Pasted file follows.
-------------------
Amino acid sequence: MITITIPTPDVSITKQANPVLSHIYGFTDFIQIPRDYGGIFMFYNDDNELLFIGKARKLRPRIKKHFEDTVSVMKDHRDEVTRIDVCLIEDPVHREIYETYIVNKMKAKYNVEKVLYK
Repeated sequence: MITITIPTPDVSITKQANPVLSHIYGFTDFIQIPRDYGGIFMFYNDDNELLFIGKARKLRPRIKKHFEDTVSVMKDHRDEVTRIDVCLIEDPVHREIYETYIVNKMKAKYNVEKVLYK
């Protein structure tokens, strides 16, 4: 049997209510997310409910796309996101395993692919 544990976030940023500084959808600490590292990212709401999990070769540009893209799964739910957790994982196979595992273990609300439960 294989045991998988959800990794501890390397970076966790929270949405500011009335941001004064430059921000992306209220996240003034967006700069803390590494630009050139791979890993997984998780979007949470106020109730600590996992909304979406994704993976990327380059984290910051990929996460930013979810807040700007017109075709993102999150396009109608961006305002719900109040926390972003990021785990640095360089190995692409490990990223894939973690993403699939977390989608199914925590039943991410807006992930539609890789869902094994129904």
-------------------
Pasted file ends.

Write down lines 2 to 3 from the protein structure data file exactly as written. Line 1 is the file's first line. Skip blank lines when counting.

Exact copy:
Repeated sequence: MITITIPTPDVSITKQANPVLSHIYGFTDFIQIPRDYGGIFMFYNDDNELLFIGKARKLRPRIKKHFEDTVSVMKDHRDEVTRIDVCLIEDPVHREIYETYIVNKMKAKYNVEKVLYK
């Protein structure tokens, strides 16, 4: 049997209510997310409910796309996101395993692919 544990976030940023500084959808600490590292990212709401999990070769540009893209799964739910957790994982196979595992273990609300439960 294989045991998988959800990794501890390397970076966790929270949405500011009335941001004064430059921000992306209220996240003034967006700069803390590494630009050139791979890993997984998780979007949470106020109730600590996992909304979406994704993976990327380059984290910051990929996460930013979810807040700007017109075709993102999150396009109608961006305002719900109040926390972003990021785990640095360089190995692409490990990223894939973690993403699939977390989608199914925590039943991410807006992930539609890789869902094994129904």